Wishing is a good thing! It creates a vision of what we’d like for the future. Often the vision motivates us into action to make it come true. But the tricky part about a wish, compared to a goal, is sometimes we want our wish to magically happen without our taking action. Can you relate?
Here are some examples of Wishful Thinking that might be contributing to the clutter in your home:
The clothes you wish you could get into two or three sizes down.
The workout equipment you wish you would use.
The craft projects you wish you’d have to time to work on.
The second home you wish you could buy.
Charitable shops have been closed for some time due to the pandemic, and now that they’re opened, they are inundated with goods. Some people are reluctant to donate to charities for fear their items will be thrown in the trash. I’ve been told by Goodwill workers that they are storing items in trailers, however that statement is unverified. Another option for items you wish to sell or give away for free are websites like Freecycle.org and CraigsList.com, or local pages on Facebook Marketplace. Since summer is here, you can find ways exchange items with social distancing.
Wishful Thinking can be shifted to Realistic Thinking. If you have trouble getting started, consider the help of a professional organizer. Many are doing virtual organizing and can help you shift your thinking so letting go is easier. YOUR WISH FOR A CLUTTER-FREE HOME CAN COME TRUE!
Sentimental objects are one of the most challenging categories for professional organizers to help clients with. This is especially true with objects related to family history, such as:
Family history documents (letters, journals, diaries, invitations, etc.),
Education related (book reports, college papers, graduation diplomas, etc.),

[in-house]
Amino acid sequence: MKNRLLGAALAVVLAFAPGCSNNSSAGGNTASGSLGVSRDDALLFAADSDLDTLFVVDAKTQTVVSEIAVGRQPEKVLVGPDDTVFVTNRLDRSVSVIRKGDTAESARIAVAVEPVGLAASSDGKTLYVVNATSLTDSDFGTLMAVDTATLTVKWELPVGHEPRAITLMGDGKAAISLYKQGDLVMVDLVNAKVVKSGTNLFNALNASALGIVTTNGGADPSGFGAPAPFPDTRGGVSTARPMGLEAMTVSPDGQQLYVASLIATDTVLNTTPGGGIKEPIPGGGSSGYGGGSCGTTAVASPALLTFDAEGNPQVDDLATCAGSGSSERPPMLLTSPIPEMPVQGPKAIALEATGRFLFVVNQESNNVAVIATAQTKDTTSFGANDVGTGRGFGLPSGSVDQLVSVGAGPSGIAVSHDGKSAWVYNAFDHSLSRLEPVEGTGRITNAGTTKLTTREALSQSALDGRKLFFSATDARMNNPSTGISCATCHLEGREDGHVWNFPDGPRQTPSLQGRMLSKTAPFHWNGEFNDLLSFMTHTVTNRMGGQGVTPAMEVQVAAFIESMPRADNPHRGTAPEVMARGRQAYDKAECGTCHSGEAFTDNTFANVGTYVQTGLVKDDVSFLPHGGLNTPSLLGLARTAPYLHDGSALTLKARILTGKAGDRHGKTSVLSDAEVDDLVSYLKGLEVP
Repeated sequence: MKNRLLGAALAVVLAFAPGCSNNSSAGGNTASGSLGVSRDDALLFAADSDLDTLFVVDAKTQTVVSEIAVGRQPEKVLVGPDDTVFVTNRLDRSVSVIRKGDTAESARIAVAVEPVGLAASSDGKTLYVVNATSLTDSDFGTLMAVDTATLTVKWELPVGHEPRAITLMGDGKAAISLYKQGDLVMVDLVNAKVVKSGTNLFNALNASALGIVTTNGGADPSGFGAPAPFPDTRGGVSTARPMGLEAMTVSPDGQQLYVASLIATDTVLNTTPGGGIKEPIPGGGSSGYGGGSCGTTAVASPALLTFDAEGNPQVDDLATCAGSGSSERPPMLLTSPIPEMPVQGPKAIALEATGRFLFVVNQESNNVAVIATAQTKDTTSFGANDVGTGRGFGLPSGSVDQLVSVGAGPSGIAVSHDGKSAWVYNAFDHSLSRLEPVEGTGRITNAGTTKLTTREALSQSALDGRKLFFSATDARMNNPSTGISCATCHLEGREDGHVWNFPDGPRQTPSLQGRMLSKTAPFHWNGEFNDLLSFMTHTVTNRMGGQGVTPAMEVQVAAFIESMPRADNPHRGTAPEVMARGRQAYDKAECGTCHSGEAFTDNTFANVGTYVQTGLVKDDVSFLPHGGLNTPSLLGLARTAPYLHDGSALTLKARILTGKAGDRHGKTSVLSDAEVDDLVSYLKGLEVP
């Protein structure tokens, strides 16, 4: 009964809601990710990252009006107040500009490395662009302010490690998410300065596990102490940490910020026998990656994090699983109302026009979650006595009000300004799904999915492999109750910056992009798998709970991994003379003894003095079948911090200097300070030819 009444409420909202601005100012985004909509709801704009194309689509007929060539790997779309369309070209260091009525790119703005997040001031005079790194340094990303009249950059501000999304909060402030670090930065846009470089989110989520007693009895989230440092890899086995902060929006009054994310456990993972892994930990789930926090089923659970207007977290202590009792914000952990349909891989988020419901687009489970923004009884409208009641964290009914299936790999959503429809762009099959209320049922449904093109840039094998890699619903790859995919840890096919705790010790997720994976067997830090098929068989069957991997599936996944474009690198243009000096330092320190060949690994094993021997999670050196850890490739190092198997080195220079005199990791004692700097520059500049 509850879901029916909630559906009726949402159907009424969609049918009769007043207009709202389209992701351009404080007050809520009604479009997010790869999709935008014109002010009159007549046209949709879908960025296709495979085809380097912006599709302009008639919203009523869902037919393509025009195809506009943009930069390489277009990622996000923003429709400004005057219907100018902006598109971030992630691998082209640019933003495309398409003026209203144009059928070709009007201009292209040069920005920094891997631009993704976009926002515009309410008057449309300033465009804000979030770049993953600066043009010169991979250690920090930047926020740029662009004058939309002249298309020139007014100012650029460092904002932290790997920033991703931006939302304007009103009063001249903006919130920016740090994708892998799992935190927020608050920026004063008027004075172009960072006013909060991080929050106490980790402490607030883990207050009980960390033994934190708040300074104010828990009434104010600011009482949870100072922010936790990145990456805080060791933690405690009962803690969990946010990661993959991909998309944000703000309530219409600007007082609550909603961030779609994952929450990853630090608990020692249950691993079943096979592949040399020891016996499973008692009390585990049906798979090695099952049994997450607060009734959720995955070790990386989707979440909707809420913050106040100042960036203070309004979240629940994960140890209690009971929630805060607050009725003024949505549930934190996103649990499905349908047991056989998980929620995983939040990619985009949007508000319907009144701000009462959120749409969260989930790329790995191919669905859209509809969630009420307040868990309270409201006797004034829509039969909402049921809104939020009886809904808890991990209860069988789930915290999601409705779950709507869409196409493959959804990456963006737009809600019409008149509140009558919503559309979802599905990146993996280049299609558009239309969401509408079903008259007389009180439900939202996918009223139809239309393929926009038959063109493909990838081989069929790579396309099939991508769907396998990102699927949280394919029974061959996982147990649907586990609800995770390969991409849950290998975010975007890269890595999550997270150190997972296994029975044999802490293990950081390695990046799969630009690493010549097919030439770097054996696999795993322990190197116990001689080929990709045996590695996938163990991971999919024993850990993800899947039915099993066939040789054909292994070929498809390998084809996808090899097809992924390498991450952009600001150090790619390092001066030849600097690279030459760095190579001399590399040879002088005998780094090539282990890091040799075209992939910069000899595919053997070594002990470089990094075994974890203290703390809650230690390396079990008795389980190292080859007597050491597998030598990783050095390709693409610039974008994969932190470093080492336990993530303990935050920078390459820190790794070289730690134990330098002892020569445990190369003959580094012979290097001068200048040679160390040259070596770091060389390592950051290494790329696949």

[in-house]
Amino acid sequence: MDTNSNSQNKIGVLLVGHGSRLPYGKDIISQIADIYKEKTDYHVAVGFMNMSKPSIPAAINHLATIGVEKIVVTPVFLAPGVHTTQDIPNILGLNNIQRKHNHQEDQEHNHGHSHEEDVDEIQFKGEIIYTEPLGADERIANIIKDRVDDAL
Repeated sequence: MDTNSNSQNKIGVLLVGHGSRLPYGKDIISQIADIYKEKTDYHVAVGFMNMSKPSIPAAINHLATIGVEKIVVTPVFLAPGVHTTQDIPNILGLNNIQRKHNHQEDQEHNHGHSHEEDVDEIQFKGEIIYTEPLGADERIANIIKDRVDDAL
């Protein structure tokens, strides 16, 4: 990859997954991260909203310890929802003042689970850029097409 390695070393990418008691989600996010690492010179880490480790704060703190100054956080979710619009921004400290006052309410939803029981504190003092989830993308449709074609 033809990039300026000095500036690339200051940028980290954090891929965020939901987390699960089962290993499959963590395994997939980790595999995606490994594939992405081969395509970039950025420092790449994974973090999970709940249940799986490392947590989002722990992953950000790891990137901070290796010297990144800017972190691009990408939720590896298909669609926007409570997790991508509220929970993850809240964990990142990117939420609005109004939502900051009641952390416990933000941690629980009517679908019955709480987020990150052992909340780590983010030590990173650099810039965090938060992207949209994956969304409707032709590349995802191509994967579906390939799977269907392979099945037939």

Civil records about family members (marriage records, immigration records, birth/death certificates, etc.)
Photos, diaries, papers, trophies…these are all critical elements of your family legacy. They tell the story of important family members, and are the fabric of what binds families together. Personally, I am not an advocate of throwing this all away. On the other hand, how can anyone benefit if these materials are stashed away in the attic, basement, or closet?
The first step to any family history project is taking an inventory of what you have. Even if your project is simply tidying your family history boxes, you will be happy you did it. And I promise, your children will thank you!
Take some time to go through each box carefully and understand what is in them. It’s almost always the case we find things we had completely forgotten about. And it’s not at all uncommon to find objects we thought were lost. Once you know what you have, it will be much easier to figure out what to keep, and how to organize it all.
One complaint I hear frequently is that people don’t really know what to do with these materials. They accumulate and accumulate, taking up more room than you ever would have wanted. The fear of the materials being damaged, and frustration that nothing productive is being done with them, causes most people to feel anxious, along with a good measure of guilt.
Organizing family history materials allows us to honor family members and declutter. As I mentioned, I am not a fan of throwing these materials away. BUT, you’ll be surprised how much space is being taken up by duplicates, damaged papers/photos, old frames, and photos of people you don’t know—all of which can all be thrown away.
And watch out for newspaper clippings! Newspaper paper does not last. Not only that, it can damage other materials it comes into contact with.
The advent of online publishing has made printing books in small print runs very affordable. Imagine having a book of all your parents’ correspondence, and giving a copy to each of your children. Or imagine assembling all the civil records about your ancestors so the whole family can have a richer understanding of its roots and history. All you need is a scanner and a little patience. If you don’t have the time, there are many scanning services which can do this for you. The Association of Professional Photo Organizers is also a great place to find someone locally who can do this.
Once scanned, it’s time to select an online book publisher. There are many to choose from. Two of my favorites are Blurb and Mixbook. Mixbook in particular has some great layouts just for family history projects. Be sure to wait for a sale! Both these sites frequently offer significant discounts.
It probably won’t surprise you to learn that these books become instant family heirlooms. They make terrific gifts for important birthdays or around the holidays.
If you run into a hiccup while organizing, scanning, or making your book, feel free to give me a call. I’m always happy to answer questions. Good luck with your family history project!